Shangri-La, Paradise under Construction

A playful travelogue through Shangri-La; a fictitious paradise from the classic novel Lost Horizon. A Tibetan tourist place in China recently presented scientific proof to be the real thing. This film excavates layers of fact and fiction of the place to find the elusive truth to be in the hands of tourists and filmmakers themselves.  

Exactly twenty years ago today, news spread around the globe that Shangri-La was found. Zhongdian, a Tibetan region in the South-West of China had found scientific evidence to be the real thing. This was quite impossible, because Shangri-La is a fiction, a paradise devised by James Hilton for his novel Lost Horizon. Hilton had never even been in China at all, he wrote the book in his study in London at the time of the great depression in 1933. The story, which is about four westerners who crash their plane into a mythical Tibetan Paradise, was an instant best seller. Shangri-La became a dream longed for by many Westerners: films were made about it, songs were dedicated to it, and resorts and restaurants were named after it. Thus, it won’t be a surprise that the evidence Zhongdian delivered to prove it was Shangri-La was quite controversial; It seemed nothing more than a marketing stunt.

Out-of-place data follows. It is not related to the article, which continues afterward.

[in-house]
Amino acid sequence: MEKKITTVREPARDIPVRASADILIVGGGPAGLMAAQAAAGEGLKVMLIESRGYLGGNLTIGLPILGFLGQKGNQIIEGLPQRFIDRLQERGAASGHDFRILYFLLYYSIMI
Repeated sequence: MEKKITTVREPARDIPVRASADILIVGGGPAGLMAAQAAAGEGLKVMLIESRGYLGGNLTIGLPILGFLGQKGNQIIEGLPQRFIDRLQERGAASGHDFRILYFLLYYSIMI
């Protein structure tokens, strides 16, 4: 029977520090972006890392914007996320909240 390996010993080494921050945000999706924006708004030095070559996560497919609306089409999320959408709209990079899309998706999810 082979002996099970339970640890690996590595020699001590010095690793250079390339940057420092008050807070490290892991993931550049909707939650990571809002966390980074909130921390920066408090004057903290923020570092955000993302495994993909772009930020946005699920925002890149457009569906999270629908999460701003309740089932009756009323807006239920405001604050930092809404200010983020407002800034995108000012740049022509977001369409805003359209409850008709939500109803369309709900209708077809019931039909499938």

Curious about the name change Mirka traveled to the area, camera in hand. She wondered: what happens to a place that is destined to be paradise? 

With precision and imagination, the filmmaker digs through the layers of facts and fictions of the place, thus constantly shifting the view on the mystery. She leads the viewer through the forest of stories that came into existence in the valley over the course of the past twenty years. What words have attached themselves to the facts and how have they become myths? How do stories come to life? How do they relate to reality? What are the consequences of that? And how do you contribute as a tourist?

70 minutes, in development

Produced by: Momento Films, IDA|IDA and De Productie

Director: Mirka Duijn

Funded by the Dutch Film Fund